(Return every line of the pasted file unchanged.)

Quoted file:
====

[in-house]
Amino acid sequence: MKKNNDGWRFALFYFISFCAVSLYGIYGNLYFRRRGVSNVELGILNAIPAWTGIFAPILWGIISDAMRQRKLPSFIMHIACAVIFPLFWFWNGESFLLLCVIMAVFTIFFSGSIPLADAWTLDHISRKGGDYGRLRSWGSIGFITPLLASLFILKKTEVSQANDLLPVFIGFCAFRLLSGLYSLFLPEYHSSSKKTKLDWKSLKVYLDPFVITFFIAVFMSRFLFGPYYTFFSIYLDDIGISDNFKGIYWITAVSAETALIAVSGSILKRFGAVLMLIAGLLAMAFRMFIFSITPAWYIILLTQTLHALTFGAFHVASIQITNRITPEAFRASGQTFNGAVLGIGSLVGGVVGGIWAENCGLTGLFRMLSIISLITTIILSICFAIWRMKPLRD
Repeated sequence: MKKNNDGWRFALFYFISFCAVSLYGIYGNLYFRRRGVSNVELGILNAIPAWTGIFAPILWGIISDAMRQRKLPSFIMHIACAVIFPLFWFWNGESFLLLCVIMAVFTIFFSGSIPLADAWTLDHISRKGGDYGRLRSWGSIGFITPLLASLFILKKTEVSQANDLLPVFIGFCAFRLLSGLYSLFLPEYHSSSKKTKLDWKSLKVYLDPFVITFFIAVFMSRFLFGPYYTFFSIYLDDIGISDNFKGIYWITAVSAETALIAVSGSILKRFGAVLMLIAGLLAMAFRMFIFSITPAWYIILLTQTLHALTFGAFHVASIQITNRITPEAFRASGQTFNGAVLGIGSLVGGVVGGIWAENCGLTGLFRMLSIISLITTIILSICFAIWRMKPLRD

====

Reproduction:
[in-house]
Amino acid sequence: MKKNNDGWRFALFYFISFCAVSLYGIYGNLYFRRRGVSNVELGILNAIPAWTGIFAPILWGIISDAMRQRKLPSFIMHIACAVIFPLFWFWNGESFLLLCVIMAVFTIFFSGSIPLADAWTLDHISRKGGDYGRLRSWGSIGFITPLLASLFILKKTEVSQANDLLPVFIGFCAFRLLSGLYSLFLPEYHSSSKKTKLDWKSLKVYLDPFVITFFIAVFMSRFLFGPYYTFFSIYLDDIGISDNFKGIYWITAVSAETALIAVSGSILKRFGAVLMLIAGLLAMAFRMFIFSITPAWYIILLTQTLHALTFGAFHVASIQITNRITPEAFRASGQTFNGAVLGIGSLVGGVVGGIWAENCGLTGLFRMLSIISLITTIILSICFAIWRMKPLRD
Repeated sequence: MKKNNDGWRFALFYFISFCAVSLYGIYGNLYFRRRGVSNVELGILNAIPAWTGIFAPILWGIISDAMRQRKLPSFIMHIACAVIFPLFWFWNGESFLLLCVIMAVFTIFFSGSIPLADAWTLDHISRKGGDYGRLRSWGSIGFITPLLASLFILKKTEVSQANDLLPVFIGFCAFRLLSGLYSLFLPEYHSSSKKTKLDWKSLKVYLDPFVITFFIAVFMSRFLFGPYYTFFSIYLDDIGISDNFKGIYWITAVSAETALIAVSGSILKRFGAVLMLIAGLLAMAFRMFIFSITPAWYIILLTQTLHALTFGAFHVASIQITNRITPEAFRASGQTFNGAVLGIGSLVGGVVGGIWAENCGLTGLFRMLSIISLITTIILSICFAIWRMKPLRD